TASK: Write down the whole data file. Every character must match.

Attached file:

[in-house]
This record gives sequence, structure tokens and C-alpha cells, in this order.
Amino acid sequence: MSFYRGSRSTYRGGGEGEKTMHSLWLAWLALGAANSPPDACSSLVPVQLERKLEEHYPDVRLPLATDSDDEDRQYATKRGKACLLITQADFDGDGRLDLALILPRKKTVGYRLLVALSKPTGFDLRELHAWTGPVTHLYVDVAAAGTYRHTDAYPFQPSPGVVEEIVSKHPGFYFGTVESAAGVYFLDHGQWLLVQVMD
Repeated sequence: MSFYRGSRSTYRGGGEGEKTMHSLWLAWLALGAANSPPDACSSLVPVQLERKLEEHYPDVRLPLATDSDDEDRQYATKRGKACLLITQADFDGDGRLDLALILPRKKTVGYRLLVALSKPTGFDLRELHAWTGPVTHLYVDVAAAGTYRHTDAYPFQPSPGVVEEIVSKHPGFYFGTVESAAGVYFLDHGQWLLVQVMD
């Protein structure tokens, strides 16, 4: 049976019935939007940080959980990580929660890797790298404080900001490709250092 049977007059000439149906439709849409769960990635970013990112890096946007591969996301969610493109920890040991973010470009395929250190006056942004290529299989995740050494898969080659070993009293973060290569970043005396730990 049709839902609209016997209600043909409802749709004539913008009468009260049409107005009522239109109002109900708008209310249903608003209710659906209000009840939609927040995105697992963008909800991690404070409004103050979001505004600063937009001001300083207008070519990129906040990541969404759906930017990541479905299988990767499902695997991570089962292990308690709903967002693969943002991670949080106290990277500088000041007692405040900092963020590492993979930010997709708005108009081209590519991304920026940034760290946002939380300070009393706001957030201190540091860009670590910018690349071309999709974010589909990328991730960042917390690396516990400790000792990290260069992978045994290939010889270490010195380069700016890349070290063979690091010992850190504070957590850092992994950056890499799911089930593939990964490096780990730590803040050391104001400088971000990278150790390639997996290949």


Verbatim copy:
[in-house]
This record gives sequence, structure tokens and C-alpha cells, in this order.
Amino acid sequence: MSFYRGSRSTYRGGGEGEKTMHSLWLAWLALGAANSPPDACSSLVPVQLERKLEEHYPDVRLPLATDSDDEDRQYATKRGKACLLITQADFDGDGRLDLALILPRKKTVGYRLLVALSKPTGFDLRELHAWTGPVTHLYVDVAAAGTYRHTDAYPFQPSPGVVEEIVSKHPGFYFGTVESAAGVYFLDHGQWLLVQVMD
Repeated sequence: MSFYRGSRSTYRGGGEGEKTMHSLWLAWLALGAANSPPDACSSLVPVQLERKLEEHYPDVRLPLATDSDDEDRQYATKRGKACLLITQADFDGDGRLDLALILPRKKTVGYRLLVALSKPTGFDLRELHAWTGPVTHLYVDVAAAGTYRHTDAYPFQPSPGVVEEIVSKHPGFYFGTVESAAGVYFLDHGQWLLVQVMD
């Protein structure tokens, strides 16, 4: 049976019935939007940080959980990580929660890797790298404080900001490709250092 049977007059000439149906439709849409769960990635970013990112890096946007591969996301969610493109920890040991973010470009395929250190006056942004290529299989995740050494898969080659070993009293973060290569970043005396730990 049709839902609209016997209600043909409802749709004539913008009468009260049409107005009522239109109002109900708008209310249903608003209710659906209000009840939609927040995105697992963008909800991690404070409004103050979001505004600063937009001001300083207008070519990129906040990541969404759906930017990541479905299988990767499902695997991570089962292990308690709903967002693969943002991670949080106290990277500088000041007692405040900092963020590492993979930010997709708005108009081209590519991304920026940034760290946002939380300070009393706001957030201190540091860009670590910018690349071309999709974010589909990328991730960042917390690396516990400790000792990290260069992978045994290939010889270490010195380069700016890349070290063979690091010992850190504070957590850092992994950056890499799911089930593939990964490096780990730590803040050391104001400088971000990278150790390639997996290949």